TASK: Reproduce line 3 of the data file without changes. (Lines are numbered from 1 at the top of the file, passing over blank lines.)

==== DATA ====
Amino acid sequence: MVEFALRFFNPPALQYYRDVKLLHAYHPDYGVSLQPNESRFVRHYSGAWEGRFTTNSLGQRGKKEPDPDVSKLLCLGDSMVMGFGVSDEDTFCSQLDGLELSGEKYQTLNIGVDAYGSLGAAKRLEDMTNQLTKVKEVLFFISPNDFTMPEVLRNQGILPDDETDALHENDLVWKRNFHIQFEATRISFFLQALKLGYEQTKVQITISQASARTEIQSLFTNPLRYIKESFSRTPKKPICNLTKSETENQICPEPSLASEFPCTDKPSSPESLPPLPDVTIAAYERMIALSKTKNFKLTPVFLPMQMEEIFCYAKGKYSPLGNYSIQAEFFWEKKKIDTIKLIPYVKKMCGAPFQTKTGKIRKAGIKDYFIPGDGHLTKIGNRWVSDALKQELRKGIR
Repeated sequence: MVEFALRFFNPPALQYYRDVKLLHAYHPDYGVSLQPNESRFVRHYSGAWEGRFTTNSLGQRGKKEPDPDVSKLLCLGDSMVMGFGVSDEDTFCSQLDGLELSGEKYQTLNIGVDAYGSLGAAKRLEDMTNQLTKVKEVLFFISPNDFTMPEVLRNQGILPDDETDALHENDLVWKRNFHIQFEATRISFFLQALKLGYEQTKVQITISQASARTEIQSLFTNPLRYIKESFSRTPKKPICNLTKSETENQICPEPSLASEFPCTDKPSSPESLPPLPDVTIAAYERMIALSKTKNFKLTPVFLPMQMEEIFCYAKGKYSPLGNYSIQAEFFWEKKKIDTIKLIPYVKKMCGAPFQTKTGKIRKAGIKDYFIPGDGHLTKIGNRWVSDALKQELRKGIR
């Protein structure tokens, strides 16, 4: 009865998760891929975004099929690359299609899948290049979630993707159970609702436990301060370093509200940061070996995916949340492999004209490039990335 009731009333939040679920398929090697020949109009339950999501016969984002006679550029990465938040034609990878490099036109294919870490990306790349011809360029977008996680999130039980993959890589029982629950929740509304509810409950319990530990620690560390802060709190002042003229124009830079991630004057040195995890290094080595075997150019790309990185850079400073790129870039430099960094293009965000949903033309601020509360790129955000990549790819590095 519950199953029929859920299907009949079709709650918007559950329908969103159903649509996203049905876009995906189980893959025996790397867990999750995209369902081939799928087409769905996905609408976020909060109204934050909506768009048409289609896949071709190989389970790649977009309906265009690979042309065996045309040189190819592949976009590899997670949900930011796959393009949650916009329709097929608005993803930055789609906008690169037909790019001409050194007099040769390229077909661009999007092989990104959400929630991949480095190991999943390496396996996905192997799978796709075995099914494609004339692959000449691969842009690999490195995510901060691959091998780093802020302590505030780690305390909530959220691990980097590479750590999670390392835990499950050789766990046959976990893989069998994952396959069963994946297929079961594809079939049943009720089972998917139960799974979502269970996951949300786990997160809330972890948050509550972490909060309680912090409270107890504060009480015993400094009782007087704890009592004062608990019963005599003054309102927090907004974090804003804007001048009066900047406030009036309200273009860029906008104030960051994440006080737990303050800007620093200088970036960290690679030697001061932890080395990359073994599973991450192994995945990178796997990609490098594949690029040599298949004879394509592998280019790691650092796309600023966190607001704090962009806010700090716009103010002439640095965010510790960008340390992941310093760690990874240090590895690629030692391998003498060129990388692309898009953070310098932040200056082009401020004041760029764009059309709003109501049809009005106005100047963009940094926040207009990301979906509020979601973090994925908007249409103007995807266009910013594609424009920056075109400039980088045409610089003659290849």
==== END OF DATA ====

């Protein structure tokens, strides 16, 4: 009865998760891929975004099929690359299609899948290049979630993707159970609702436990301060370093509200940061070996995916949340492999004209490039990335 009731009333939040679920398929090697020949109009339950999501016969984002006679550029990465938040034609990878490099036109294919870490990306790349011809360029977008996680999130039980993959890589029982629950929740509304509810409950319990530990620690560390802060709190002042003229124009830079991630004057040195995890290094080595075997150019790309990185850079400073790129870039430099960094293009965000949903033309601020509360790129955000990549790819590095 519950199953029929859920299907009949079709709650918007559950329908969103159903649509996203049905876009995906189980893959025996790397867990999750995209369902081939799928087409769905996905609408976020909060109204934050909506768009048409289609896949071709190989389970790649977009309906265009690979042309065996045309040189190819592949976009590899997670949900930011796959393009949650916009329709097929608005993803930055789609906008690169037909790019001409050194007099040769390229077909661009999007092989990104959400929630991949480095190991999943390496396996996905192997799978796709075995099914494609004339692959000449691969842009690999490195995510901060691959091998780093802020302590505030780690305390909530959220691990980097590479750590999670390392835990499950050789766990046959976990893989069998994952396959069963994946297929079961594809079939049943009720089972998917139960799974979502269970996951949300786990997160809330972890948050509550972490909060309680912090409270107890504060009480015993400094009782007087704890009592004062608990019963005599003054309102927090907004974090804003804007001048009066900047406030009036309200273009860029906008104030960051994440006080737990303050800007620093200088970036960290690679030697001061932890080395990359073994599973991450192994995945990178796997990609490098594949690029040599298949004879394509592998280019790691650092796309600023966190607001704090962009806010700090716009103010002439640095965010510790960008340390992941310093760690990874240090590895690629030692391998003498060129990388692309898009953070310098932040200056082009401020004041760029764009059309709003109501049809009005106005100047963009940094926040207009990301979906509020979601973090994925908007249409103007995807266009910013594609424009920056075109400039980088045409610089003659290849």